Yes, there are jobs in politics that really make a difference. Greens staffer Katherine Copsey shares how to land one
People find amazing jobs on EthicalJobs.com.au every day. This is part of a series of blog posts that go behind the scenes to meet some of the people and organisations finding each other through EthicalJobs.com.au.
Today’s story is from Katherine Copsey. She found her former role as an Electorate Officer at the Office of Greg Barber – the parliamentary leader of the Australian Greens in Victoria – on EthicalJobs.com.au.
Hi Katherine! First of all, can you tell us about your first ever paid job?
Well, my first ever paid job was at McDonalds, so a pretty low ‘ethical’ bar to start from – things have certainly improved since then!
I also did some volunteer work at a local op shop on the weekends though, so that helped balance the scales a little. It also contributed to my love of op shopping and recycled fashion!
So can you tell us a little about your education and career before you started working with the Greens?
I studied arts/law at uni, and it certainly had an impact on my career.
After uni I secured a clerkship at a major commercial law firm, and worked in employee relations and litigation before qualifying and practicing as a planning and environment lawyer for several years. I worked on securing planning and environment approvals for major projects including a number of wind energy facilities.
I also provided advice regarding contamination and clean-up issues, and progressing land acquisition matters for major rail projects. It was a great experience – challenging and intellectually stimulating, working with some of the best lawyers in the country.
So what inspired you to get involved in politics?
My experience in the legal sector was a catalyst for moving into politics. As a solicitor, I was working with wind energy clients who were trying to progress these fantastic renewables projects, but were coming up against arbitrary and onerous planning restrictions put in place by the Liberal state government.
Around the same time, I had been volunteering on the weekends in Adam Bandt’s campaign to be re-elected as the Greens MP for Melbourne. It was so clear that if we wanted to have evidence-based laws that provide for an efficient transition to modern and clean energy, we needed more people like him in parliament, at all levels of government.
Our laws are tools for creating the type of society we want to live in. There are some fantastic activist and community lawyers and firms out there, but they have to work within the current legal framework. So we need legislators who have a plan to create a sustainable and ethical society, and the political will to action it – that’s why I work with the Greens.
You worked as an Electorate Officer for Greg Barber before your election to council – what did that involve?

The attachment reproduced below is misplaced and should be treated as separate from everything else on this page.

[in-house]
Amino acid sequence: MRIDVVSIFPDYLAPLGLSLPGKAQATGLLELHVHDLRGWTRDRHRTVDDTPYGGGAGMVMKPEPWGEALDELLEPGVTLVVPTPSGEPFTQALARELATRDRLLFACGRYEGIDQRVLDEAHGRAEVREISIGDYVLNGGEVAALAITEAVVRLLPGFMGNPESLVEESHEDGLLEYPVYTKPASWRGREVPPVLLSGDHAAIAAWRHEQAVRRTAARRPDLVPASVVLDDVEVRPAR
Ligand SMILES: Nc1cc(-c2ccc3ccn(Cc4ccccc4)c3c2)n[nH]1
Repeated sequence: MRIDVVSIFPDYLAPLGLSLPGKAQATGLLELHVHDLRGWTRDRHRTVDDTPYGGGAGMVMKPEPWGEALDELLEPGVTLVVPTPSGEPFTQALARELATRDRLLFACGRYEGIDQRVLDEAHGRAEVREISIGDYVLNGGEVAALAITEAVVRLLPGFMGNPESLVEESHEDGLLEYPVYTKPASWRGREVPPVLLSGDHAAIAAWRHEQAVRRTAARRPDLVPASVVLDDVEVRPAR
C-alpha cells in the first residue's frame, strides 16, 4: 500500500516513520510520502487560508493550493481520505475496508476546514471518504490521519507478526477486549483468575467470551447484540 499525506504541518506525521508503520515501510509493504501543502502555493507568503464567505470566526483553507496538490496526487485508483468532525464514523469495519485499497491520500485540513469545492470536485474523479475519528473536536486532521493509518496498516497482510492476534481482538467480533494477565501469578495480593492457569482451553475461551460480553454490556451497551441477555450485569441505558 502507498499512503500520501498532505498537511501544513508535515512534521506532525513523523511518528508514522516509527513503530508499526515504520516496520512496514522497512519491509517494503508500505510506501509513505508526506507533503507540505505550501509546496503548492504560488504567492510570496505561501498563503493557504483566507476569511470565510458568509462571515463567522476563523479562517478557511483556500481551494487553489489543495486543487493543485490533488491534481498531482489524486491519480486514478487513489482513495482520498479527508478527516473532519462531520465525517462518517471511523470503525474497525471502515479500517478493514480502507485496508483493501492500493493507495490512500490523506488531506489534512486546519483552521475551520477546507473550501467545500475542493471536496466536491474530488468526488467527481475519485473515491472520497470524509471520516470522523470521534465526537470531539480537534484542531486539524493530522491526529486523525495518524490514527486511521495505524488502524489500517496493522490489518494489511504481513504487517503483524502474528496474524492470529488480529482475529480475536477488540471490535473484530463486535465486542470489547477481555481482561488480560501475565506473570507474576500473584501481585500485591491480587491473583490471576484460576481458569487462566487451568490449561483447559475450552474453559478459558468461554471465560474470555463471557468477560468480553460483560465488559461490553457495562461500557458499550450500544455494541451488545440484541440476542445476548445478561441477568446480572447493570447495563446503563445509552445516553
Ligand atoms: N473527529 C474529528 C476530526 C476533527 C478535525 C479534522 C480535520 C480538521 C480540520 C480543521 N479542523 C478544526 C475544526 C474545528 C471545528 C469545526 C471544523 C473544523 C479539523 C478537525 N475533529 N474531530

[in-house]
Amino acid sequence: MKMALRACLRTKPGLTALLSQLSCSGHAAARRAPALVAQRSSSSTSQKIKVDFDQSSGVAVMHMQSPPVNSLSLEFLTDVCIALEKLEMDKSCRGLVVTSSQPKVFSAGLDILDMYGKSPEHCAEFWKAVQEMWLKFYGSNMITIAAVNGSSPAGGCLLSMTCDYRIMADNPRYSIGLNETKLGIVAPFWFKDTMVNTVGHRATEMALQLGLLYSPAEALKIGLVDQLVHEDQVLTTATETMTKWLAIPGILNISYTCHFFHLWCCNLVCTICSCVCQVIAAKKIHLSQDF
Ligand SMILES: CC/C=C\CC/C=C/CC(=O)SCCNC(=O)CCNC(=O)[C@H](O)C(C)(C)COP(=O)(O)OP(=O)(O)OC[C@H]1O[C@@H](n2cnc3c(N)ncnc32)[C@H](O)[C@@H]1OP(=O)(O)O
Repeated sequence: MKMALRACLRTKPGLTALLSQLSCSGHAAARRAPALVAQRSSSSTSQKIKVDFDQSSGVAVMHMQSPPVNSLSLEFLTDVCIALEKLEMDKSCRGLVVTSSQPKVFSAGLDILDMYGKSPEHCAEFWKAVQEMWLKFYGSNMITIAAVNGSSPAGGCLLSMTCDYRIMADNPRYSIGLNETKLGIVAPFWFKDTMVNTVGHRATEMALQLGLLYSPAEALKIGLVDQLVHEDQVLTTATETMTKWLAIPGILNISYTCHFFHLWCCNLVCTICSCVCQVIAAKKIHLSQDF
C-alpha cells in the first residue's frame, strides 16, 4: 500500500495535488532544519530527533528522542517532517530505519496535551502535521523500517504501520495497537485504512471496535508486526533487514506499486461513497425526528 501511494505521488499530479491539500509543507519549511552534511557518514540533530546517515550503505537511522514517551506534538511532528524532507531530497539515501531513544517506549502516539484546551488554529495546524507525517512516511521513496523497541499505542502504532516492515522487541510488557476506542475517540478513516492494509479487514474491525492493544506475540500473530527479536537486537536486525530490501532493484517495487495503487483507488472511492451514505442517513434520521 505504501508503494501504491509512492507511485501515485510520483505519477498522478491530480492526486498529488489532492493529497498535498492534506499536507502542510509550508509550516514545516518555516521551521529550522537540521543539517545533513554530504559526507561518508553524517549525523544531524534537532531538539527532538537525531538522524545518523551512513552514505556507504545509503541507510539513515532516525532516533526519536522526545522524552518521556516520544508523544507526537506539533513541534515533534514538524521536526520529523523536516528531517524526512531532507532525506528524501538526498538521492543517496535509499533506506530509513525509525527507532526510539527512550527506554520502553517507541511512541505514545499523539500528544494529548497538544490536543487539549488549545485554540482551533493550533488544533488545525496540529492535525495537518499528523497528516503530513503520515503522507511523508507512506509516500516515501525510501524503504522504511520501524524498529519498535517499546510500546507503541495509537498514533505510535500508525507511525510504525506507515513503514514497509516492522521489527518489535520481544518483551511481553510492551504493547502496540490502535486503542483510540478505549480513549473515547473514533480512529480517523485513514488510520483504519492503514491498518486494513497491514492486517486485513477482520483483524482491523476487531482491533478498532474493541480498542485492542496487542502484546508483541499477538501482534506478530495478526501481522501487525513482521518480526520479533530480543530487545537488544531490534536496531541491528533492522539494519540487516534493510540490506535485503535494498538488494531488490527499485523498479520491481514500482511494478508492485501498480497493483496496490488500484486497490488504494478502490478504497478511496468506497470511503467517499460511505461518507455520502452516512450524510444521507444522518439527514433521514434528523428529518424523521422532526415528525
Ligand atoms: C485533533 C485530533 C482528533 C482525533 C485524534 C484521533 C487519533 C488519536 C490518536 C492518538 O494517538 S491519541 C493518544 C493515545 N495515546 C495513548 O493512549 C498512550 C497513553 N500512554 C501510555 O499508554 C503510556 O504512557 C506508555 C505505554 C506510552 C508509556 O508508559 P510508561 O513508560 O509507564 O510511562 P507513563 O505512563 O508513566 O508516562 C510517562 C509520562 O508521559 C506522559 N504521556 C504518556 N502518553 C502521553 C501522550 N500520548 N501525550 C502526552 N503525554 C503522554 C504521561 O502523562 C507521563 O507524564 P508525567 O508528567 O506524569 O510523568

When I worked in the electorate office, my first priority was helping Greg’s constituents – so that customer service experience ended up being very handy!
I provided information about what was happening in parliament and issues that affected people in Greg’s electorate, and worked with local community groups to make sure the government heard their voices.
We also researched bills and topics coming up in parliament and its committees, and briefed our MPs. There were just a few staff, so the role changed a bit depending on what was going on! It was always exciting though, and the huge range of issues and groups we worked with kept things fresh and interesting.
And what will you be working on in the coming year?
I'm now a Greens councillor for Lake Ward in the City of Port Phillip and have also been appointed deputy mayor. Over the term I'm looking forward to working with my fellow councillors to listen and lead in our community, and create the fair, sustainable and inclusive Port Phillip we all want to see.
Just finally, what advice would you give to the many ethical jobseekers who dream of a landing a job like yours?
Greens MPs often advertise on EthicalJobs.com.au, so keep an eye out!
But you don’t have to wait for a position to open up to get involved – volunteering with the Greens is a fantastic way to network with other supporters, build your policy knowledge and develop campaigning skills. That’s how I got involved – it’s been so personally rewarding, and you never know where it might lead you!
Thanks so much for sharing your story, Katherine!
Other posts you might be interested in:
- "It's the most fulfilling job I've ever had" – journalist Naomi Hockins shares how she ended up working with kids in Tanzania
- "It's OK to not know what you want" – Rachel Davis tells the story of her journey to working with Good Shepherd Microfinance
- Yes, social justice officer is a job – and this is one path to become one